The number of WordPress-powered websites has increased exponentially in the past couple of years. Not surprisingly, so have the number of WordPress resource websites.
I was fortunate enough to be on this exponential ride when I first began working with WordPress – officially two years ago today. In the past two years, I’ve worked on more WordPress related projects than I can count and written over 100 custom plugins and themes for WordPress.
There are a number of reasons as to why WordPress is so successful, but I believe you can attribute part of its success to the vast number of resources available for configuring and customizing WordPress. Unfortunately, a very large portion of these resources are junk. Complete junk.
Hindsight is 20/20 (or so they say), and looking back on my early days of development, I didn’t have a clue between what was junk vs. what was solid. I searched for answers, and if I found one that worked, cool. I didn’t check to see if the code was optimized, secure, clean or free of errors.
Part of that is OK. You can’t expect to know everything when you first start out, and surely I would have modified and fixed the code I got from WordPress “resources” had I known that they were flawed. It’s called being a newbie, and newbie’s gotta learn too.
It goes without saying, however, that it doesn’t have to be this way for every newbie.
I don’t want to be a poster-child for how users and developers in the WordPress community craft their skills..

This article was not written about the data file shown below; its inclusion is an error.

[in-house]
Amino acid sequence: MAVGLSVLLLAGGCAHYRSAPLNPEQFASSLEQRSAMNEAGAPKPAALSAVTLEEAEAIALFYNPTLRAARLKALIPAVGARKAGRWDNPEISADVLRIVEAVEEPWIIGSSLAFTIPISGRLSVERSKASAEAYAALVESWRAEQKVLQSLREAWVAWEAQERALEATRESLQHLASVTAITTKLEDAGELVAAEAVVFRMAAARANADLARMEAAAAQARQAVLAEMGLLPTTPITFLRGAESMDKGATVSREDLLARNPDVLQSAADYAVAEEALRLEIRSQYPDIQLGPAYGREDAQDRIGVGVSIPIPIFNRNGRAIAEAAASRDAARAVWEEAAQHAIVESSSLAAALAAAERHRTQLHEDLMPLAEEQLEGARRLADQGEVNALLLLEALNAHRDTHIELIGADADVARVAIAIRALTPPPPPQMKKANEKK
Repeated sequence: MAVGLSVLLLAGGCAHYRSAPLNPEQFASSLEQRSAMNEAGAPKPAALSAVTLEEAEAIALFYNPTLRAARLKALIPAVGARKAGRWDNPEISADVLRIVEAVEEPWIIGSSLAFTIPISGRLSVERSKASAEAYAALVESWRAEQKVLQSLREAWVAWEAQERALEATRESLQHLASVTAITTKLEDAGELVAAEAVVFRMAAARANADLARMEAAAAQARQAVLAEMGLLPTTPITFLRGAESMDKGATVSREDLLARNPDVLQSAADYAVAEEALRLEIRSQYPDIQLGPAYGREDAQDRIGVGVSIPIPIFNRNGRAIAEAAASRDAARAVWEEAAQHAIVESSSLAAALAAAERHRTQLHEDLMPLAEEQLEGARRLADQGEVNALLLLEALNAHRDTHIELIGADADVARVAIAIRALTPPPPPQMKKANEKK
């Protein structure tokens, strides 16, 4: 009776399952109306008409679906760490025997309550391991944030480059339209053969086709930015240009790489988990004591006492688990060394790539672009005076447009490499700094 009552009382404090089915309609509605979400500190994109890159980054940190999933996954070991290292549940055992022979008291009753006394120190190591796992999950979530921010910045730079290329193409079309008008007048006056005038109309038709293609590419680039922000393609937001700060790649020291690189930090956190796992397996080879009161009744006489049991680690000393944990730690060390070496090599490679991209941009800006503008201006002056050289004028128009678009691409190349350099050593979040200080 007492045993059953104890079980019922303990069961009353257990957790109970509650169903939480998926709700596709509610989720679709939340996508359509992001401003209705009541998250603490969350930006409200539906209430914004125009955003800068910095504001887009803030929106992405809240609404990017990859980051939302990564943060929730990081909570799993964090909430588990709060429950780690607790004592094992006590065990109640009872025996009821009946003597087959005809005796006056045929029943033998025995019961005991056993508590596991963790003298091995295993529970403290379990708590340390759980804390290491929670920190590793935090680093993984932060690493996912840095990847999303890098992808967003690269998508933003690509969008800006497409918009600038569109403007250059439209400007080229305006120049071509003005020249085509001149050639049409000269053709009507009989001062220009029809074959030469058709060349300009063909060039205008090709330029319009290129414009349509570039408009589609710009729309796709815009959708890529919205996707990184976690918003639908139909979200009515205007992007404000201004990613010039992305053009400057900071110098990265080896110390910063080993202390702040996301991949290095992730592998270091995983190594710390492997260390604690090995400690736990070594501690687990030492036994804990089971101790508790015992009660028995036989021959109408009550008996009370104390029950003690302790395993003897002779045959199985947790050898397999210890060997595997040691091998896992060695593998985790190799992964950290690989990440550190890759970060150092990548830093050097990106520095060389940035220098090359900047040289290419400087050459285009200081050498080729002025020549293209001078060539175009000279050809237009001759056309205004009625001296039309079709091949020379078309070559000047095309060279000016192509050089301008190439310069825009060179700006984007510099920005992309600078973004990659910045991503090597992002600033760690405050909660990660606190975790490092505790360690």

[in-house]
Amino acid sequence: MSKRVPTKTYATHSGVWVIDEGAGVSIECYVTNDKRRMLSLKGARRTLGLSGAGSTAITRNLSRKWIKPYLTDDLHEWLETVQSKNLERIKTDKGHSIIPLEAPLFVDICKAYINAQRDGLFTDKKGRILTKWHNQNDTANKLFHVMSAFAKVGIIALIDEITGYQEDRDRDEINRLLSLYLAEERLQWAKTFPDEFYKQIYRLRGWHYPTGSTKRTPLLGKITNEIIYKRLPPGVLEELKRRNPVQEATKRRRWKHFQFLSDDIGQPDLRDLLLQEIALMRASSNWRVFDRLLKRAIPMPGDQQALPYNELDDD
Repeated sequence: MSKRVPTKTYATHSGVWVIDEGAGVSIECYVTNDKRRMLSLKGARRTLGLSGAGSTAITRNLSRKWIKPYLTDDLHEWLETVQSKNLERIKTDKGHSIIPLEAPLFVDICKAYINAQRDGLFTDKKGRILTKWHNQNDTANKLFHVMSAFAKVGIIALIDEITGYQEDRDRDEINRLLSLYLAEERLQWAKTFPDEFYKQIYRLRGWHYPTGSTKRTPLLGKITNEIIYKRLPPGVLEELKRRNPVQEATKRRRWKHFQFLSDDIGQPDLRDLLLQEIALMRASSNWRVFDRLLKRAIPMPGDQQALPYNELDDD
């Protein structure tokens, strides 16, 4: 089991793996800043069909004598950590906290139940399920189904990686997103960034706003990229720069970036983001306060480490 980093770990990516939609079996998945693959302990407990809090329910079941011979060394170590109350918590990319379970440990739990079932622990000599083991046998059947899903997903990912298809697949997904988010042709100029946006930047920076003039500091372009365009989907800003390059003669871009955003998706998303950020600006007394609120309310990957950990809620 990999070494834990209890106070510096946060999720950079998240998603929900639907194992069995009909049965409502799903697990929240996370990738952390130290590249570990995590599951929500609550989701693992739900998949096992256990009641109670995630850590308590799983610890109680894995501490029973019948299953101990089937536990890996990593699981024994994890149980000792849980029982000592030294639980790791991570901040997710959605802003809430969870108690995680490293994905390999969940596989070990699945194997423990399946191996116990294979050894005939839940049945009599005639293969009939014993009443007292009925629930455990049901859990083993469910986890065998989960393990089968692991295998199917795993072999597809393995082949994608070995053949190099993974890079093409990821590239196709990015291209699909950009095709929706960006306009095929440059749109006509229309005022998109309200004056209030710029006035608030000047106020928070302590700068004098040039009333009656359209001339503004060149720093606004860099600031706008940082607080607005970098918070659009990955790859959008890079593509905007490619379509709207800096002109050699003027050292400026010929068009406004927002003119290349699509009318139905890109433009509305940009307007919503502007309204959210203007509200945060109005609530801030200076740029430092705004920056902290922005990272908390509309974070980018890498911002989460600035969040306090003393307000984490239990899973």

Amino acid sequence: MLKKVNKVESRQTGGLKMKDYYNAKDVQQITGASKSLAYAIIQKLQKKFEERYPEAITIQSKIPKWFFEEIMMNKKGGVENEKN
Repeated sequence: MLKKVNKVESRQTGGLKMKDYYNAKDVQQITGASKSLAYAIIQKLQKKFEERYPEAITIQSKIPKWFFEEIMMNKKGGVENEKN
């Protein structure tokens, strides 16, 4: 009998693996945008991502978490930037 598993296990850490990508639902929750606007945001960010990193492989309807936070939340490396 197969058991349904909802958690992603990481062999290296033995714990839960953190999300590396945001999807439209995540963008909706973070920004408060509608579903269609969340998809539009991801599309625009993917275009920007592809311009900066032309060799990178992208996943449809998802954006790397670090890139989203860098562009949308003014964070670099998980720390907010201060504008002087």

- Never used WordPress, but heard it was easy to customize..
- Let’s consult Google on how to make that work!
- This code snippet works – sweet! I’ll keep coming back to this resource because it worked the first time.
- Hmm, this site is pretty popular for WordPress stuff – it must be good.
..and then years later, after consulting with those far above me in the WordPress community, figure out that the overwhelming majority of the resources promote bad, incomplete and detestable code.
It really doesn’t have to be this way. The problem is – where do we point these people? And I’m not talking about pointing with caution – I’m talking about the “Go here – it may not have every answer, but what answers you do find from here are reliable” type of response.
My Call to You
I want my blog to be that place. That place where the WordPress community can say “Yes! This is an excellent and trusted resource for WordPress”. That place where new and seasoned WordPress users and developers alike can, without hesitation, use the snippets and tutorials on their sites to build incredible WordPress applications.
To err is human..
I will never pretend that I know it all. I will always be learning, refining and honing my skills. I will make mistakes. That’s why I’m asking you, the WordPress community, to keep me honest. To keep me in check. To correct me when I am wrong and show me the way that is right.
Because the rest of the WordPress community is counting on it.
I’m setting the bar high because it needs to be set high. My vision really is to make my blog the best place for WordPress resources on the internet, so I hope that you will hop on board with me and give me a hand when I need it most.
I want to make some commitments to you, the WordPress community, with my blog. They are my documented reminders to keep me honest and accountable.
- I’ll never publish on a schedule, but when I do publish, I guarantee you it will be solid, tested and very suitable for use.
- I’ll never recommend something that I don’t think is extremely useful and well received by the WordPress community.
- I will work hard to make sure that my blog builds and keeps a reputation for having some of the best content for WordPress on the internet.
Let’s make my blog a haven for WordPress resources. I’m in – are you in?